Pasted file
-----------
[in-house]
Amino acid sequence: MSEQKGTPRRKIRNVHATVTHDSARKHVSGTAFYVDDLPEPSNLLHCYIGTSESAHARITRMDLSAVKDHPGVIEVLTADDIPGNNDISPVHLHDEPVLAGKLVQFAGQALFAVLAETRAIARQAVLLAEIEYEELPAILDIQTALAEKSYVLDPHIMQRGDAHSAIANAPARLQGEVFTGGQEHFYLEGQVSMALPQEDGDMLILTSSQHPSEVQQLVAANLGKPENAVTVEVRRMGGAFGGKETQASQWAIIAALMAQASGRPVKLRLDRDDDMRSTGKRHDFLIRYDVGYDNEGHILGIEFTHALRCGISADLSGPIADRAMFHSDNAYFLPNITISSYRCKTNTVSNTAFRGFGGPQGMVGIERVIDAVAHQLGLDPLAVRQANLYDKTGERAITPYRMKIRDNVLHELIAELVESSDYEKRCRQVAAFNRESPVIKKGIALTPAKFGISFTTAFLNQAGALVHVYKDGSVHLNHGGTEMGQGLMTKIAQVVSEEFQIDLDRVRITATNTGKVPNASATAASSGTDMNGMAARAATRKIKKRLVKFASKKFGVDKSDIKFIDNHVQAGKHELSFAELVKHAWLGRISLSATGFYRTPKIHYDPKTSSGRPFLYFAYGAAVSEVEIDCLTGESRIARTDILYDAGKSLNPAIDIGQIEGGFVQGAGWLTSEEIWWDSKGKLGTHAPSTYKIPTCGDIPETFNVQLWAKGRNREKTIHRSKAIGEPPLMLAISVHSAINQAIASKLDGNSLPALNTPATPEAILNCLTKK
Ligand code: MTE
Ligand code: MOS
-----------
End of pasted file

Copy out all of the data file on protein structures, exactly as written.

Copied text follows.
[in-house]
Amino acid sequence: MSEQKGTPRRKIRNVHATVTHDSARKHVSGTAFYVDDLPEPSNLLHCYIGTSESAHARITRMDLSAVKDHPGVIEVLTADDIPGNNDISPVHLHDEPVLAGKLVQFAGQALFAVLAETRAIARQAVLLAEIEYEELPAILDIQTALAEKSYVLDPHIMQRGDAHSAIANAPARLQGEVFTGGQEHFYLEGQVSMALPQEDGDMLILTSSQHPSEVQQLVAANLGKPENAVTVEVRRMGGAFGGKETQASQWAIIAALMAQASGRPVKLRLDRDDDMRSTGKRHDFLIRYDVGYDNEGHILGIEFTHALRCGISADLSGPIADRAMFHSDNAYFLPNITISSYRCKTNTVSNTAFRGFGGPQGMVGIERVIDAVAHQLGLDPLAVRQANLYDKTGERAITPYRMKIRDNVLHELIAELVESSDYEKRCRQVAAFNRESPVIKKGIALTPAKFGISFTTAFLNQAGALVHVYKDGSVHLNHGGTEMGQGLMTKIAQVVSEEFQIDLDRVRITATNTGKVPNASATAASSGTDMNGMAARAATRKIKKRLVKFASKKFGVDKSDIKFIDNHVQAGKHELSFAELVKHAWLGRISLSATGFYRTPKIHYDPKTSSGRPFLYFAYGAAVSEVEIDCLTGESRIARTDILYDAGKSLNPAIDIGQIEGGFVQGAGWLTSEEIWWDSKGKLGTHAPSTYKIPTCGDIPETFNVQLWAKGRNREKTIHRSKAIGEPPLMLAISVHSAINQAIASKLDGNSLPALNTPATPEAILNCLTKK
Ligand code: MTE
Ligand code: MOS